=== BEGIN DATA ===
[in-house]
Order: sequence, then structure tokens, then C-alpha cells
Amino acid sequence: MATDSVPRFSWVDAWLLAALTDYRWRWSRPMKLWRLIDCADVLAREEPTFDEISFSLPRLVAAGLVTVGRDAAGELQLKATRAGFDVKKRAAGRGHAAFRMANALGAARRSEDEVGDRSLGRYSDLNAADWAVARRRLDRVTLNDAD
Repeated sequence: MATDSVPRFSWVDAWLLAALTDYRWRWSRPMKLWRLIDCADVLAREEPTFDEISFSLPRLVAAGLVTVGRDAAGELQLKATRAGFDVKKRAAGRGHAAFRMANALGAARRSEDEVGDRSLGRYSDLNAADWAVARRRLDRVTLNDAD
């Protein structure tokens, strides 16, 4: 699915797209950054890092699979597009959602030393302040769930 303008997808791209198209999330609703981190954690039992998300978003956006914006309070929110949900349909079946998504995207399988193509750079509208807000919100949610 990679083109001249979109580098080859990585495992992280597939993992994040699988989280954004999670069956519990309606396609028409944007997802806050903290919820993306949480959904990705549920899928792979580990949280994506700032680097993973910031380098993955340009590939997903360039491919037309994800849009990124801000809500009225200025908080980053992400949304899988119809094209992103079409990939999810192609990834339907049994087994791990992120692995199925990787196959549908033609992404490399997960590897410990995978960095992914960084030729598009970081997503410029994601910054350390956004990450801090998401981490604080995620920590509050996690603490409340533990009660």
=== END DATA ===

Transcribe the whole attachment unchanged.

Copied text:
[in-house]
Order: sequence, then structure tokens, then C-alpha cells
Amino acid sequence: MATDSVPRFSWVDAWLLAALTDYRWRWSRPMKLWRLIDCADVLAREEPTFDEISFSLPRLVAAGLVTVGRDAAGELQLKATRAGFDVKKRAAGRGHAAFRMANALGAARRSEDEVGDRSLGRYSDLNAADWAVARRRLDRVTLNDAD
Repeated sequence: MATDSVPRFSWVDAWLLAALTDYRWRWSRPMKLWRLIDCADVLAREEPTFDEISFSLPRLVAAGLVTVGRDAAGELQLKATRAGFDVKKRAAGRGHAAFRMANALGAARRSEDEVGDRSLGRYSDLNAADWAVARRRLDRVTLNDAD
């Protein structure tokens, strides 16, 4: 699915797209950054890092699979597009959602030393302040769930 303008997808791209198209999330609703981190954690039992998300978003956006914006309070929110949900349909079946998504995207399988193509750079509208807000919100949610 990679083109001249979109580098080859990585495992992280597939993992994040699988989280954004999670069956519990309606396609028409944007997802806050903290919820993306949480959904990705549920899928792979580990949280994506700032680097993973910031380098993955340009590939997903360039491919037309994800849009990124801000809500009225200025908080980053992400949304899988119809094209992103079409990939999810192609990834339907049994087994791990992120692995199925990787196959549908033609992404490399997960590897410990995978960095992914960084030729598009970081997503410029994601910054350390956004990450801090998401981490604080995620920590509050996690603490409340533990009660």